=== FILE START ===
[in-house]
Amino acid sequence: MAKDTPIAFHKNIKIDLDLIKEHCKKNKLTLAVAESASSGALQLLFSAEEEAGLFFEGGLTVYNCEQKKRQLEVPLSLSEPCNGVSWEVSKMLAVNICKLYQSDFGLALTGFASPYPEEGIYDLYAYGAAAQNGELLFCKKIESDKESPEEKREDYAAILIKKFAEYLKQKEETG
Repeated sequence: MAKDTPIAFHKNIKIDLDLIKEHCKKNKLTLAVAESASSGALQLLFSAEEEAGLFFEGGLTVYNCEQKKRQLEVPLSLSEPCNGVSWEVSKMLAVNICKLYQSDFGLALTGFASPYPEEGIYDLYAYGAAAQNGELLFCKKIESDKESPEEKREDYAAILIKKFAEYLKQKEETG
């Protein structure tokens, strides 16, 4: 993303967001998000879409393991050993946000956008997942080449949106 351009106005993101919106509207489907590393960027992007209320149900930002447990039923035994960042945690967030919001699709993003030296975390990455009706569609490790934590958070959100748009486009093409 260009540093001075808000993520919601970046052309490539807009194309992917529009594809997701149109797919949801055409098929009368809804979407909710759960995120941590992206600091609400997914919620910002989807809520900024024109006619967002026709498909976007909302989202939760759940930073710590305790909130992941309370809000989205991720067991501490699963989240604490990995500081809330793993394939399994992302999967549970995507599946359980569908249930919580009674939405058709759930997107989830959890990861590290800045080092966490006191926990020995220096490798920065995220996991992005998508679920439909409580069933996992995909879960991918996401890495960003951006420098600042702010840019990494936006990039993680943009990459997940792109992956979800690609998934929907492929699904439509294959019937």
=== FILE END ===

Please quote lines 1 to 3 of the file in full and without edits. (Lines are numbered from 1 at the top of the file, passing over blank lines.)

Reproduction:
[in-house]
Amino acid sequence: MAKDTPIAFHKNIKIDLDLIKEHCKKNKLTLAVAESASSGALQLLFSAEEEAGLFFEGGLTVYNCEQKKRQLEVPLSLSEPCNGVSWEVSKMLAVNICKLYQSDFGLALTGFASPYPEEGIYDLYAYGAAAQNGELLFCKKIESDKESPEEKREDYAAILIKKFAEYLKQKEETG
Repeated sequence: MAKDTPIAFHKNIKIDLDLIKEHCKKNKLTLAVAESASSGALQLLFSAEEEAGLFFEGGLTVYNCEQKKRQLEVPLSLSEPCNGVSWEVSKMLAVNICKLYQSDFGLALTGFASPYPEEGIYDLYAYGAAAQNGELLFCKKIESDKESPEEKREDYAAILIKKFAEYLKQKEETG